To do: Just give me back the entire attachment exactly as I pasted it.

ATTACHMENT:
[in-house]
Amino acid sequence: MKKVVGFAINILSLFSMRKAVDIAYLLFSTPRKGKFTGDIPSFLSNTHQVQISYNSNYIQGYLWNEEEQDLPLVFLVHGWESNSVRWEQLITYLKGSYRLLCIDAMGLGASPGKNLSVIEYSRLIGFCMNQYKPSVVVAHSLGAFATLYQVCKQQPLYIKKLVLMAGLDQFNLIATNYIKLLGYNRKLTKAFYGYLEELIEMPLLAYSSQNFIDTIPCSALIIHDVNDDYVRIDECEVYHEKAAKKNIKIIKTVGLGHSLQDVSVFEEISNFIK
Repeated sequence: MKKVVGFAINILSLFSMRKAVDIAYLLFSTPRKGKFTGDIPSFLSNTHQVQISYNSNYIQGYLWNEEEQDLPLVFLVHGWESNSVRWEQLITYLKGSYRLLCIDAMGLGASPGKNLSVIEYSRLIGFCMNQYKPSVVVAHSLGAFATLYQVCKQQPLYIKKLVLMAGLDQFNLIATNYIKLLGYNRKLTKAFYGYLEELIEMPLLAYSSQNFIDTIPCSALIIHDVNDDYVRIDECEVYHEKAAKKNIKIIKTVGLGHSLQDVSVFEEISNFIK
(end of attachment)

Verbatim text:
[in-house]
Amino acid sequence: MKKVVGFAINILSLFSMRKAVDIAYLLFSTPRKGKFTGDIPSFLSNTHQVQISYNSNYIQGYLWNEEEQDLPLVFLVHGWESNSVRWEQLITYLKGSYRLLCIDAMGLGASPGKNLSVIEYSRLIGFCMNQYKPSVVVAHSLGAFATLYQVCKQQPLYIKKLVLMAGLDQFNLIATNYIKLLGYNRKLTKAFYGYLEELIEMPLLAYSSQNFIDTIPCSALIIHDVNDDYVRIDECEVYHEKAAKKNIKIIKTVGLGHSLQDVSVFEEISNFIK
Repeated sequence: MKKVVGFAINILSLFSMRKAVDIAYLLFSTPRKGKFTGDIPSFLSNTHQVQISYNSNYIQGYLWNEEEQDLPLVFLVHGWESNSVRWEQLITYLKGSYRLLCIDAMGLGASPGKNLSVIEYSRLIGFCMNQYKPSVVVAHSLGAFATLYQVCKQQPLYIKKLVLMAGLDQFNLIATNYIKLLGYNRKLTKAFYGYLEELIEMPLLAYSSQNFIDTIPCSALIIHDVNDDYVRIDECEVYHEKAAKKNIKIIKTVGLGHSLQDVSVFEEISNFIK